In my last post on this topic, we covered the basics of preparing a first draft budget for your renovation. Creating a budget for your Airstream is the same process you’d follow with any other type of architecture, so any experiences you’ve had in the past working with a home renovation can help give you a sense of confidence and familiarity. The main differences are that there are certain construction categories that you won’t find in a home renovation (for example any automotive-type work), and often it’s harder to find local contractors to compare pricing – particularly ones that specialize in vintage RV’s or appliances. Vintage items are often more expensive, fragile, or difficult to find, all factors in that can affect the ultimate price you pay.
The first draft of your renovation budget is unlikely to be your final one. The main reason is that problems often reveal themselves only once you start the renovation process or review the scope with the right contractor. Another factor is availability. Contractors sometimes find themselves over- or double booked (as mine did), and you have to find more or less expensive alternatives or wait for them to become available again… and keep in mind, waiting can sometimes cost you. Or maybe you’ll do a little extra research and find a product for less than you’d seen it advertised for earlier. Airstream Classifieds, Craigslist and eBay were all places where I was able to find deals on used parts or even whole Airstreams!
My first draft budget totaled out at about $11,000 (click the link and scroll down to the bottom of Column 2). My actual budget (not including change orders, which I’ll share with you later) ended up being over $18,500. Why?
The biggest ticket items that I hadn’t anticipated:
- “Parts trailer” – I spent $1,800 to park my parts trailer (which I later crashed & stripped) in a rented space. It was all worth it in the end, financially and otherwise, but this was an unexpected expense in the sense that I didn’t know how long I’d need to park it while getting the value out of it.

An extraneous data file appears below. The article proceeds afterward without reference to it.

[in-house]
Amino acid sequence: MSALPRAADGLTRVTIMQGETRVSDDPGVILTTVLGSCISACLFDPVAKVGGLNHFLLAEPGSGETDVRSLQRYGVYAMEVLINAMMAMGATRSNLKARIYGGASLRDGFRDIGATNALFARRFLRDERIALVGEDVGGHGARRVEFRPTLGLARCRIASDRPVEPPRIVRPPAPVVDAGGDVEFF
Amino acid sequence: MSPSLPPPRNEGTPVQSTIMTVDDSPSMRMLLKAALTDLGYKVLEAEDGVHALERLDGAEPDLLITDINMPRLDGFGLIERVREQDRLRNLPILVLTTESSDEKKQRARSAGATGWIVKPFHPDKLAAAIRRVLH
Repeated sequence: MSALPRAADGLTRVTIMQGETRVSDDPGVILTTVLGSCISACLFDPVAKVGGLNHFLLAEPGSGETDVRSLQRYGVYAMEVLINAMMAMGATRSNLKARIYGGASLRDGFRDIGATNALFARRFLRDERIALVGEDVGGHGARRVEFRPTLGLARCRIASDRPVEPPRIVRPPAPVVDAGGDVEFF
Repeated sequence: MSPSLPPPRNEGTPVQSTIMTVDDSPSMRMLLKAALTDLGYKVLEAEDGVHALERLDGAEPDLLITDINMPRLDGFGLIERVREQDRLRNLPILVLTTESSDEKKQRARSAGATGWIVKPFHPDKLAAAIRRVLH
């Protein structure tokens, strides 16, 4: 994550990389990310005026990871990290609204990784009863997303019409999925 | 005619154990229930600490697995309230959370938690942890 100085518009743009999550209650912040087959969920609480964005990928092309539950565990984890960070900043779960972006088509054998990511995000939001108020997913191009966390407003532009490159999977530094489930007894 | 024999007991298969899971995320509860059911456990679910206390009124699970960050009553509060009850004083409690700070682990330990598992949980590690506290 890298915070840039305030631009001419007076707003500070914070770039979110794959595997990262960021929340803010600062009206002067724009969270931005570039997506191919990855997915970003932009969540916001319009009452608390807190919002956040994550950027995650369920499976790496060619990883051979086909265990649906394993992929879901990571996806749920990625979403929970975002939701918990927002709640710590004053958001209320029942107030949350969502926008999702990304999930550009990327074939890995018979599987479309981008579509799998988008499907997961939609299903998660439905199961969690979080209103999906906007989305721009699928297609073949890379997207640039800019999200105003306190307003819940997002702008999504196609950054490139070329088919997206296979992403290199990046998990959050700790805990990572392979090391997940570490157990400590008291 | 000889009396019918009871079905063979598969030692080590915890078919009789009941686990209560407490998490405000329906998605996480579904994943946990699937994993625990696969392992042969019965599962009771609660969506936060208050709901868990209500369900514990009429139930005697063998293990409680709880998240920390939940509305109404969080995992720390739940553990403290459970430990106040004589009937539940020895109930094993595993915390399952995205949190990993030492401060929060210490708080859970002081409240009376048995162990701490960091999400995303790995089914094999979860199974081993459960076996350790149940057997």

- A-frame Repair – This welding work added about $1,800. A great example of “scope creep,” or “opening up a can of worms.” But, I couldn’t travel safely without getting this work done.
- Upholstery – The new, eco-friendly cushions I had made were not cheap to begin with, but unfortunately I was overcharged for the fabrication at a point when it would have been equally expensive and inconvenient to find an alternative. Fortunately, the cushions turned out beautifully!
- Electrical – RV electrical systems not being my area of expertise, I had to wait to see what the contractor would charge for installation; this ended up costing me about $600 more than expected.
The real reason for the unexpected costs reflected in my final budget, however, boils down two things. One is my simply having to gain new experience and learn about the Airstream through this process. And that’s a good thing, although keeping costs down is certainly of vital importance to any renovation project – this wouldn’t fly with a client. But in this case, I’d started this renovation as a way to continue my education and invest in my new home, and I knew that it would come with certain “to be determined” costs. Early on, I was given to expect that a renovation could cost me anywhere from $30,000 – $100,000, so I kept that range in mind and have pushed to keep it at the low end. I’m still very much on track, by that standard.
Also different from my experiences in residential construction is that I couldn’t get firm quotes for my scope of work from vintage Airstream contractors, even when I outlined the work in detail & went to the trouble of bringing the trailer to them for inspection. They were just not accustomed to, or couldn’t find the time to work like that. So I leaned into the adventure. If I couldn’t afford the changes, I sometimes had to wait until I could, but I’ve been very lucky and so far everything’s worked out. I hope that it will for you too!
Up next: Wheel Refinishing